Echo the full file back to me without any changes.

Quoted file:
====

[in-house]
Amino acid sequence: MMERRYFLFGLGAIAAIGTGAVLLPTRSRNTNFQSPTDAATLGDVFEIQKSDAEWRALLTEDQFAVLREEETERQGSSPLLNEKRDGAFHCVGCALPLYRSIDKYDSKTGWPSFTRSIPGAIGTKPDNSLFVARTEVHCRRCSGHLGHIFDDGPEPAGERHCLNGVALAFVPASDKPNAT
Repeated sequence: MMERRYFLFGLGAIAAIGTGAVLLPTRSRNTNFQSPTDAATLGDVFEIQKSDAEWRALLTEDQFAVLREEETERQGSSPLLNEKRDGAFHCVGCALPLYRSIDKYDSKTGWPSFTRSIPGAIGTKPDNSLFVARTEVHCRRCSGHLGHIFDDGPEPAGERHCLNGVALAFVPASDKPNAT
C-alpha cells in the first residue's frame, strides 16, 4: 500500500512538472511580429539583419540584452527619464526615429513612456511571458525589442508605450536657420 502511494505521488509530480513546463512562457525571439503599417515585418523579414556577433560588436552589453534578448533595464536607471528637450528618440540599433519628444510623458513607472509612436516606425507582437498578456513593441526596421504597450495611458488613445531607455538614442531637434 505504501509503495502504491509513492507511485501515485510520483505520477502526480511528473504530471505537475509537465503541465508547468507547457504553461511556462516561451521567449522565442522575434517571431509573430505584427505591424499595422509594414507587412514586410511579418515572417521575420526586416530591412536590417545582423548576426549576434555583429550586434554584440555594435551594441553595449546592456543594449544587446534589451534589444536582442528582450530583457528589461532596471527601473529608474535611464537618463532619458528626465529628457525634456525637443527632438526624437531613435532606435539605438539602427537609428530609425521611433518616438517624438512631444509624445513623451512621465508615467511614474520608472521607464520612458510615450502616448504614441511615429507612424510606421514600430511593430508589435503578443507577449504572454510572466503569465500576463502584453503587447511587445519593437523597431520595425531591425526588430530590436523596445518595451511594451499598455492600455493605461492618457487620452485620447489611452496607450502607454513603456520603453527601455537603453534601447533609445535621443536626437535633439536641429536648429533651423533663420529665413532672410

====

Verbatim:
[in-house]
Amino acid sequence: MMERRYFLFGLGAIAAIGTGAVLLPTRSRNTNFQSPTDAATLGDVFEIQKSDAEWRALLTEDQFAVLREEETERQGSSPLLNEKRDGAFHCVGCALPLYRSIDKYDSKTGWPSFTRSIPGAIGTKPDNSLFVARTEVHCRRCSGHLGHIFDDGPEPAGERHCLNGVALAFVPASDKPNAT
Repeated sequence: MMERRYFLFGLGAIAAIGTGAVLLPTRSRNTNFQSPTDAATLGDVFEIQKSDAEWRALLTEDQFAVLREEETERQGSSPLLNEKRDGAFHCVGCALPLYRSIDKYDSKTGWPSFTRSIPGAIGTKPDNSLFVARTEVHCRRCSGHLGHIFDDGPEPAGERHCLNGVALAFVPASDKPNAT
C-alpha cells in the first residue's frame, strides 16, 4: 500500500512538472511580429539583419540584452527619464526615429513612456511571458525589442508605450536657420 502511494505521488509530480513546463512562457525571439503599417515585418523579414556577433560588436552589453534578448533595464536607471528637450528618440540599433519628444510623458513607472509612436516606425507582437498578456513593441526596421504597450495611458488613445531607455538614442531637434 505504501509503495502504491509513492507511485501515485510520483505520477502526480511528473504530471505537475509537465503541465508547468507547457504553461511556462516561451521567449522565442522575434517571431509573430505584427505591424499595422509594414507587412514586410511579418515572417521575420526586416530591412536590417545582423548576426549576434555583429550586434554584440555594435551594441553595449546592456543594449544587446534589451534589444536582442528582450530583457528589461532596471527601473529608474535611464537618463532619458528626465529628457525634456525637443527632438526624437531613435532606435539605438539602427537609428530609425521611433518616438517624438512631444509624445513623451512621465508615467511614474520608472521607464520612458510615450502616448504614441511615429507612424510606421514600430511593430508589435503578443507577449504572454510572466503569465500576463502584453503587447511587445519593437523597431520595425531591425526588430530590436523596445518595451511594451499598455492600455493605461492618457487620452485620447489611452496607450502607454513603456520603453527601455537603453534601447533609445535621443536626437535633439536641429536648429533651423533663420529665413532672410